Rathlin Patrick Penny was my grandfather.
He was a conner, sharpy, and trickster.
An all-round Divel – as my Grandma Pen used to call him in an Irish brogue – which is not a shoe, but a tone of voice.
Before I was born to their last daughter – a case of immaculate deception – and he died most tragically in the Influenza Epidemic of 1918 – Lucky Penny had a dog; his boon companion, drinking partner and notoriously black-hearted.
This dog was a Boston Terrier – with emphasis on terror – whose name was StepLively.
StepLively had a massive under-bite, which gave him a ghoulish countenance.
Also made it easier for him to get a grip on whatever he fancied to set his teeth into.
He had a fondness for single malt Irish Whiskey – sucking up from Old Da’s own glass – standing on the bar, snarling at all usurpers of Lucky’s attention.
Whenever Lucky went in for thievery, Steppers was a handy assistant; climbing through windows to open a latch, chasing away guard dogs several times bigger than himself, carrying tiny sacks of booty – hanging off his lower lip – to safety.
StepLively had a collar with bells on it.
Old Da could hear his dog make a crooked way through darkened premises of burglary.
So he nicknamed him Jowly Jingler – that being a criminal moniker.
Lucky often sang this song, while in his cups, about his dog –
He’s no mingler
Prefers a singler
With his Man.
What a tingler
Bite off your fingler
If he can.
StepLively was vicious.
My Grandma Pen was afraid of him, and she weren’t skeerd of Satan.
Wouldn’t allow that dog in the bedroom.
Lively and Lucky slept together on the horsehair couch for the last 12 years of the marriage.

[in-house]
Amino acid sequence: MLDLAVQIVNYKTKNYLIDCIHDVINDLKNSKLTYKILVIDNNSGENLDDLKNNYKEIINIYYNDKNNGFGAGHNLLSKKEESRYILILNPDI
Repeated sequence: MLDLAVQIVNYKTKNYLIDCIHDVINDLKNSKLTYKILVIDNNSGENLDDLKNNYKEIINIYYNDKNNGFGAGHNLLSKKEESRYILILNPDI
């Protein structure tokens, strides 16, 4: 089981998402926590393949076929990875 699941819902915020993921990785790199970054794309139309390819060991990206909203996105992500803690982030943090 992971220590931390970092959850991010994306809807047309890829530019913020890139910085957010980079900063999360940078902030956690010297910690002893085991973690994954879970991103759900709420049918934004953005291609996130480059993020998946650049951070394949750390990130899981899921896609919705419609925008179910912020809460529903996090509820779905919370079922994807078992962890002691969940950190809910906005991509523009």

When Lucky got into a barney – which was fairly frequent – Steppers threw himself on his masters side.
He attacked ankles, shins, calves, and after Old Da had knocked his opponent flat – testicles.
He took such relish in his work that, it was said, he carried around pieces of his victims for days after – shaking their remnants furiously while growling triumphant.
A family rumor persisted that Lucky Penny had a photograph taken of he and his pal.
Lucky in a bowler, starch collar and spats.
The dog next to him on a bar stool dressed to match.
A keepsake long lost.
Old Da never sat for a snap with his wife – as Grandma Pen was fuglier than I am.
After many boisterous years together, the partnership was ripped apart by a pack of feral mongrels on a dirty backstreet in the Big City.
Caught unawares, StepLively fought furiously, but was overwhelmed.
They ate him down to the gizzard.
He vanished from the Planet.
Legend has it his evil spirit lived on in the beasts who consumed him.
He being truly too obstinate and implacable to cease to exist.
His departure gave Rathlin Patrick Penny an excuse to go on a binge that lasted the better part of three months.
He grieved inconsolable.
For never was a friend so true, loyal and incapable of grassing* as his dear dog – StepLively.
Old Da never quite recovered, and his mates credited this blow to his premature passing.
Biggest mistake Lucky Penny every made was to die before Prohibition kicked in.
He’d have cleaned up.
*to grass – betray a confidence, especially to the coppers.
artwork by codifyer